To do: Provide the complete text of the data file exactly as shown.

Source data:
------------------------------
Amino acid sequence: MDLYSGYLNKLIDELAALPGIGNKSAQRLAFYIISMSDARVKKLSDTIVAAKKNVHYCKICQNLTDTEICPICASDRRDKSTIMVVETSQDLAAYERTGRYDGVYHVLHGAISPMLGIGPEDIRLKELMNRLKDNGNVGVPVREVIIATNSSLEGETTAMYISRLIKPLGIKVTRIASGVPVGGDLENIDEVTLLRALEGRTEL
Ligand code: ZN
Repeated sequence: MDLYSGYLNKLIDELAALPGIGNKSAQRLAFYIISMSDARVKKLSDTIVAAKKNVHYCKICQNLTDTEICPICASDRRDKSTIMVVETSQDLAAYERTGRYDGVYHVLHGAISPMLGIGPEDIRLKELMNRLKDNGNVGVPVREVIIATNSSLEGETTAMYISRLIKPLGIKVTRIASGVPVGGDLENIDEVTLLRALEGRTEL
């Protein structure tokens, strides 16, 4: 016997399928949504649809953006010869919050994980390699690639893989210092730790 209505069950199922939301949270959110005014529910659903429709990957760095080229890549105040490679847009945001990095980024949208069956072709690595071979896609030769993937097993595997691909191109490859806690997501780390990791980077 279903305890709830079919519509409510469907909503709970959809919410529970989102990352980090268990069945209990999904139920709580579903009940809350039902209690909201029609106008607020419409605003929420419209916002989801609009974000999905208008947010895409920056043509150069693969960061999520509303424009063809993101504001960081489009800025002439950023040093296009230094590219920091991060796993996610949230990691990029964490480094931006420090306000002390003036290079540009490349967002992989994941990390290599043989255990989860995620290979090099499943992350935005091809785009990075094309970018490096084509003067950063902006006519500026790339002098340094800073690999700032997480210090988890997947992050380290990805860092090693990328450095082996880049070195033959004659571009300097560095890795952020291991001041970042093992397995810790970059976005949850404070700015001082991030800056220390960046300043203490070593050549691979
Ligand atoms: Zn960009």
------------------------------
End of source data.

Amino acid sequence: MDLYSGYLNKLIDELAALPGIGNKSAQRLAFYIISMSDARVKKLSDTIVAAKKNVHYCKICQNLTDTEICPICASDRRDKSTIMVVETSQDLAAYERTGRYDGVYHVLHGAISPMLGIGPEDIRLKELMNRLKDNGNVGVPVREVIIATNSSLEGETTAMYISRLIKPLGIKVTRIASGVPVGGDLENIDEVTLLRALEGRTEL
Ligand code: ZN
Repeated sequence: MDLYSGYLNKLIDELAALPGIGNKSAQRLAFYIISMSDARVKKLSDTIVAAKKNVHYCKICQNLTDTEICPICASDRRDKSTIMVVETSQDLAAYERTGRYDGVYHVLHGAISPMLGIGPEDIRLKELMNRLKDNGNVGVPVREVIIATNSSLEGETTAMYISRLIKPLGIKVTRIASGVPVGGDLENIDEVTLLRALEGRTEL
């Protein structure tokens, strides 16, 4: 016997399928949504649809953006010869919050994980390699690639893989210092730790 209505069950199922939301949270959110005014529910659903429709990957760095080229890549105040490679847009945001990095980024949208069956072709690595071979896609030769993937097993595997691909191109490859806690997501780390990791980077 279903305890709830079919519509409510469907909503709970959809919410529970989102990352980090268990069945209990999904139920709580579903009940809350039902209690909201029609106008607020419409605003929420419209916002989801609009974000999905208008947010895409920056043509150069693969960061999520509303424009063809993101504001960081489009800025002439950023040093296009230094590219920091991060796993996610949230990691990029964490480094931006420090306000002390003036290079540009490349967002992989994941990390290599043989255990989860995620290979090099499943992350935005091809785009990075094309970018490096084509003067950063902006006519500026790339002098340094800073690999700032997480210090988890997947992050380290990805860092090693990328450095082996880049070195033959004659571009300097560095890795952020291991001041970042093992397995810790970059976005949850404070700015001082991030800056220390960046300043203490070593050549691979
Ligand atoms: Zn960009």